India’s buffalo meat exports to plunge amid China clampdown on illegal imports

Exports have been hit by several temporary meat plant closures in the current financial year that reduced production, said Priya Sud, a partner at Al Noor Exports. (AP)
Updated 04 February 2019

India’s buffalo meat exports to plunge amid China clampdown on illegal imports

  • The vast majority of the beef India exports is buffalo, an animal less venerated than the indigenous Indian cow that many view as sacred

MUMBAI: India’s buffalo meat exports are set to plunge 15 percent to their lowest in six years, a leading industry body told Reuters, as world No.1 meat consumer China clamps down on food smuggling.
China does not allow imports of Indian buffalo beef due to fears over foot-and-mouth disease, but the meat is often smuggled into the country through neighboring nations along with other foods that have also been prohibited by Beijing.
The Chinese government has periodically ramped up customs controls over the last few years as it cracks down on these so-called ‘grey trade’ networks.
That has hit demand for Indian buffalo meat in places such as Vietnam, where some traders look to resell to clients in China, according to the All India Meat & Livestock Exporters Association.
“Chinese buying has been very erratic in the last couple of months and that is being reflected in export numbers,” said Fauzan Alavi, vice president at the organization.
China’s General Administration of Customs did not respond to a fax seeking comment on the issue.
Shrinking shipments from the world’s No.2 exporter of buffalo meat are likely to drag on prices for the commodity, potentially good news for buyers in countries such as Malaysia, Indonesia, Egypt and Iraq.
Alavi said that overall buffalo meat exports in the 2018/19 financial year that ends on March 31 could drop 15 percent from the year before to 1.15 million tons, the lowest since 2012/13. Two other exporters said shipments would likely fall more than 10 percent, without giving an exact number.
Exports in the period from last April to November declined 10 percent from the same time in 2017 to 825,570 tons, according to data from the nation’s Agriculture & Processed Food Products Export Development Authority.
In 2017/18 the country’s exports stood at 1.35 million tons, with Vietnam accounting for more than half the total.
The vast majority of the beef India exports is buffalo, an animal less venerated than the indigenous Indian cow that many view as sacred.
India’s buffaloes are mainly used for dairy and are only slaughtered for meat after their milk productivity has peaked. That makes the meat produced lower quality than from beef cattle, and is mainly used in processed food, canned goods and low-end dishes. Total Indian buffalo meat exports are around $4 billion a year.
“There are times when China puts restriction on cross-border trade and export moderates,” said Alavi.
The slowdown in exports has already pulled Indian buffalo meat prices to $2,900 per ton from $3,200 six months ago, exporters said.
“Many Indian states are free from foot-and-mouth disease and exports should be allowed to China from these states,” Alavi said.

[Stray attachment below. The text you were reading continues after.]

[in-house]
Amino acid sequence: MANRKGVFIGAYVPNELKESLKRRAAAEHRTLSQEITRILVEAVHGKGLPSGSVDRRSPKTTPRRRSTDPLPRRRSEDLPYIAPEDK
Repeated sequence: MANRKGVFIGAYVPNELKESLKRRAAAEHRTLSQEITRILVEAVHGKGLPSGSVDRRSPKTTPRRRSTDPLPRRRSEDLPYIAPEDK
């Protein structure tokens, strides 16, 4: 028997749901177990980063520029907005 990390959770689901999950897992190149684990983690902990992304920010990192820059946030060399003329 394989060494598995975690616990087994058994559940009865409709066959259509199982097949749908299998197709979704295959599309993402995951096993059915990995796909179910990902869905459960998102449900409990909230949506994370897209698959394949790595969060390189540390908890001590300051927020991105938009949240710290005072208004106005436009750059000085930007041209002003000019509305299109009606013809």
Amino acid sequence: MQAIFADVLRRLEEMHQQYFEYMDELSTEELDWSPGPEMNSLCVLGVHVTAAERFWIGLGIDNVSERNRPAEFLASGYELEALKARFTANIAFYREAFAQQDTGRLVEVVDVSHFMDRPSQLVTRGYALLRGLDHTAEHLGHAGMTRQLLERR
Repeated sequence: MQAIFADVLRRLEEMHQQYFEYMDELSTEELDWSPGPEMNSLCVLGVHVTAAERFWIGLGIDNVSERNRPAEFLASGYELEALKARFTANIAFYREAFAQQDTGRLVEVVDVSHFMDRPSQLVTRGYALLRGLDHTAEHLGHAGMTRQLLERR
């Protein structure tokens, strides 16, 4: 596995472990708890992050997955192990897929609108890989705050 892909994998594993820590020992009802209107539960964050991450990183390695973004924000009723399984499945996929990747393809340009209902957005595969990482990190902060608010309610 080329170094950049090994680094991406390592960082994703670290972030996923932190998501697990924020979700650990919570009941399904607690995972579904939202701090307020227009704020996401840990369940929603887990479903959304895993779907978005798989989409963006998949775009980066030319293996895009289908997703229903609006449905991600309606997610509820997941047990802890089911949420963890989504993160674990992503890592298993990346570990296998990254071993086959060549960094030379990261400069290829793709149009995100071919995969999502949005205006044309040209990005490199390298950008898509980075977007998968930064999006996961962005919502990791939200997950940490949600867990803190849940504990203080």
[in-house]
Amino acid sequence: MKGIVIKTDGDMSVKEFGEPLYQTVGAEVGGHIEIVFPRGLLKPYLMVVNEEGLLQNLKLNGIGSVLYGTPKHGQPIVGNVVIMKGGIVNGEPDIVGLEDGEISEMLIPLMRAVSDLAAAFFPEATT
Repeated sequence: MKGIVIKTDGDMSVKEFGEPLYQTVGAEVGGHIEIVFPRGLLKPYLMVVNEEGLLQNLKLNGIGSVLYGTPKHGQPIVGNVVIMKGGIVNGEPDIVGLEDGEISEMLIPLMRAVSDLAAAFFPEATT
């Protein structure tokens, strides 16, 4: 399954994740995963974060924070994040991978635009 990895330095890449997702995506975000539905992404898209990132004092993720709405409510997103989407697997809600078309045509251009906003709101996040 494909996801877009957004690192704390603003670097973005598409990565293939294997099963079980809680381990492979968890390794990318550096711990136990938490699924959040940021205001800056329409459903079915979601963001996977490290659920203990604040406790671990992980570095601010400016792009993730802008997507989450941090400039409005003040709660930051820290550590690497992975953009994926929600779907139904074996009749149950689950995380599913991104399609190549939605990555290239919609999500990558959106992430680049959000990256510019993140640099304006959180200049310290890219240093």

“Chinese consumers are paying unnecessarily high prices. Direct trade would help both buyers and sellers.”

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The depreciation of the rupee to record lows against the US dollar helped exporters in the first-half of the 2018/19 fiscal year, allowing them to slash prices to better-compete with exporters in top buffalo meat supplier Brazil, said a New Delhi-based exporter.
“But in last few months, demand has moderated from China,” he added, declining to be identified due to the sensitivity of the issue.
“Other buyers are comparatively small and can’t replace China.”
Exports have also been hit by several temporary meat plant closures in the current financial year that reduced production, said Priya Sud, a partner at Al Noor Exports, which operates abattoirs in the state of Uttar Pradesh in northern India.
Uttar Pradesh, the country’s biggest meat producer, ordered the closure of meat plants during religious festivals as the provincial government, led by a radical Hindu monk, drafted policies to protect cattle.


Report: 2 Iranian lawmakers arrested for ‘disrupting’ market

Updated 22 August 2019

Report: 2 Iranian lawmakers arrested for ‘disrupting’ market

  • The report did not reveal if they have been charged with any financial crimes
  • Iran arrested several people since 2018 on corruption charges

TEHRAN: Iran’s semi-official Fars news agency says two lawmakers have been arrested for unspecified actions described as “disrupting” the country’s car market.
The report says the two lawmakers — Fereydoun Ahmadi and Mohammad Azizi — were initially taken to the Evin prison in Tehran but they were later released for about $85,000 in bail.
The report didn’t specify if the two have been charged with any financial crimes.
Iran is trying to crack down on corruption and has arrested several persons since 2018. Two prominent local businessmen have been hanged.
Iran’s economy nosedived since the US pullout from the nuclear deal last year. Prices of cars have skyrocketed as Western manufacturers pull out of the country and foreign-produced parts are becoming harder to find. China is trying to fill the void.